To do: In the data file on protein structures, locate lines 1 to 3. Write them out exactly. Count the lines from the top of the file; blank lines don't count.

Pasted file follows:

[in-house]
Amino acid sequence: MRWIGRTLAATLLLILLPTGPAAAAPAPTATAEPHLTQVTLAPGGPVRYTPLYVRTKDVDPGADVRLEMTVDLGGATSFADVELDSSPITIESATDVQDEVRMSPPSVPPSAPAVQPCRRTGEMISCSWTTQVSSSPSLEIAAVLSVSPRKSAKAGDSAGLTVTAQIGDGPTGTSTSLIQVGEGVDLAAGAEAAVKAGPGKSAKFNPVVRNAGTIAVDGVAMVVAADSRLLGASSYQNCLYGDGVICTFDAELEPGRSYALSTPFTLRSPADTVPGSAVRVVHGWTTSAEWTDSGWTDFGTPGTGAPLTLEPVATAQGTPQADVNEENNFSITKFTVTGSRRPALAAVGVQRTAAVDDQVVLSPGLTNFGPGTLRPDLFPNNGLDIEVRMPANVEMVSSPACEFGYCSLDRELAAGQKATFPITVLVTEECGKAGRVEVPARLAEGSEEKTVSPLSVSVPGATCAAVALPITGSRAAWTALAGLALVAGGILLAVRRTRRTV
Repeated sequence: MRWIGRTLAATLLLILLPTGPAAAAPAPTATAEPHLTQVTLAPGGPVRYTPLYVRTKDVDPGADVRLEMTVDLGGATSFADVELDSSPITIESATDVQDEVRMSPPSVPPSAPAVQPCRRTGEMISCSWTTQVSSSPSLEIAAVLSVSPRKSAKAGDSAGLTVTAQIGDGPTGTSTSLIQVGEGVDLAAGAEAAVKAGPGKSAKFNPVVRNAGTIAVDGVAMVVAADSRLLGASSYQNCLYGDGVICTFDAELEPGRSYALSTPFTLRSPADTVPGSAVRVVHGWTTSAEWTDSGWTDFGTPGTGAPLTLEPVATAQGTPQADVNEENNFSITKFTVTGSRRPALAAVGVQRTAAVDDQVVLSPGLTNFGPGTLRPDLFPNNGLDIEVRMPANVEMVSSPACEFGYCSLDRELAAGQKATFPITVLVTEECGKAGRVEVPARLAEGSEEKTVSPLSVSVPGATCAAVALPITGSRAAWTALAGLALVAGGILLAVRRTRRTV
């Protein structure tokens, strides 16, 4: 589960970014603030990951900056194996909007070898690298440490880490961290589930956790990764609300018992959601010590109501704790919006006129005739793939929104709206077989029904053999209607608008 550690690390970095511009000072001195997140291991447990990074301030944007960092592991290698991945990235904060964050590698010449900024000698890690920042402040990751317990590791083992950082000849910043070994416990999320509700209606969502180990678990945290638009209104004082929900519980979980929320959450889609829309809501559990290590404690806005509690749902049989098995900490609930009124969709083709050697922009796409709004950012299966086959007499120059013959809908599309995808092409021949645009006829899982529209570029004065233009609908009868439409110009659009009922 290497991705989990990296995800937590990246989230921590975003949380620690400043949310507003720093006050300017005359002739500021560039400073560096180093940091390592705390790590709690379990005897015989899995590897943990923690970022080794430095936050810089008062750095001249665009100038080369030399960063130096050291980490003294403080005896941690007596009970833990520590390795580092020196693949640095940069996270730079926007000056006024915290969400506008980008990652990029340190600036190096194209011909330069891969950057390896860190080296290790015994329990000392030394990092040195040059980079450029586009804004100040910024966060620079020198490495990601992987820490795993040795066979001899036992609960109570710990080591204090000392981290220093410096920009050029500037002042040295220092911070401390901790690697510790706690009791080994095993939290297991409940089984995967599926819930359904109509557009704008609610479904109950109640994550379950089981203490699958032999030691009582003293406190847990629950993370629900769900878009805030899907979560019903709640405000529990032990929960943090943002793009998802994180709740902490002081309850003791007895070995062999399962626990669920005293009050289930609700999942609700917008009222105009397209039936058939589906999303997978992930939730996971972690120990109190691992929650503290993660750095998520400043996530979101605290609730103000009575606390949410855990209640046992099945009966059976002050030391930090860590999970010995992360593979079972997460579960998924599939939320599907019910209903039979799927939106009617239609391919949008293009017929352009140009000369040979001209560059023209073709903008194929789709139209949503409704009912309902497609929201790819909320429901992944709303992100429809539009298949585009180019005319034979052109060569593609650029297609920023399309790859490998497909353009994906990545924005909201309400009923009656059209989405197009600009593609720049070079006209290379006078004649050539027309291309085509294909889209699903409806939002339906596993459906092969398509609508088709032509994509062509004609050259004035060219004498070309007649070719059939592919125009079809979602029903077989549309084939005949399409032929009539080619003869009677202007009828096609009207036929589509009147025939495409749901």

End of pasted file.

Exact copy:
[in-house]
Amino acid sequence: MRWIGRTLAATLLLILLPTGPAAAAPAPTATAEPHLTQVTLAPGGPVRYTPLYVRTKDVDPGADVRLEMTVDLGGATSFADVELDSSPITIESATDVQDEVRMSPPSVPPSAPAVQPCRRTGEMISCSWTTQVSSSPSLEIAAVLSVSPRKSAKAGDSAGLTVTAQIGDGPTGTSTSLIQVGEGVDLAAGAEAAVKAGPGKSAKFNPVVRNAGTIAVDGVAMVVAADSRLLGASSYQNCLYGDGVICTFDAELEPGRSYALSTPFTLRSPADTVPGSAVRVVHGWTTSAEWTDSGWTDFGTPGTGAPLTLEPVATAQGTPQADVNEENNFSITKFTVTGSRRPALAAVGVQRTAAVDDQVVLSPGLTNFGPGTLRPDLFPNNGLDIEVRMPANVEMVSSPACEFGYCSLDRELAAGQKATFPITVLVTEECGKAGRVEVPARLAEGSEEKTVSPLSVSVPGATCAAVALPITGSRAAWTALAGLALVAGGILLAVRRTRRTV
Repeated sequence: MRWIGRTLAATLLLILLPTGPAAAAPAPTATAEPHLTQVTLAPGGPVRYTPLYVRTKDVDPGADVRLEMTVDLGGATSFADVELDSSPITIESATDVQDEVRMSPPSVPPSAPAVQPCRRTGEMISCSWTTQVSSSPSLEIAAVLSVSPRKSAKAGDSAGLTVTAQIGDGPTGTSTSLIQVGEGVDLAAGAEAAVKAGPGKSAKFNPVVRNAGTIAVDGVAMVVAADSRLLGASSYQNCLYGDGVICTFDAELEPGRSYALSTPFTLRSPADTVPGSAVRVVHGWTTSAEWTDSGWTDFGTPGTGAPLTLEPVATAQGTPQADVNEENNFSITKFTVTGSRRPALAAVGVQRTAAVDDQVVLSPGLTNFGPGTLRPDLFPNNGLDIEVRMPANVEMVSSPACEFGYCSLDRELAAGQKATFPITVLVTEECGKAGRVEVPARLAEGSEEKTVSPLSVSVPGATCAAVALPITGSRAAWTALAGLALVAGGILLAVRRTRRTV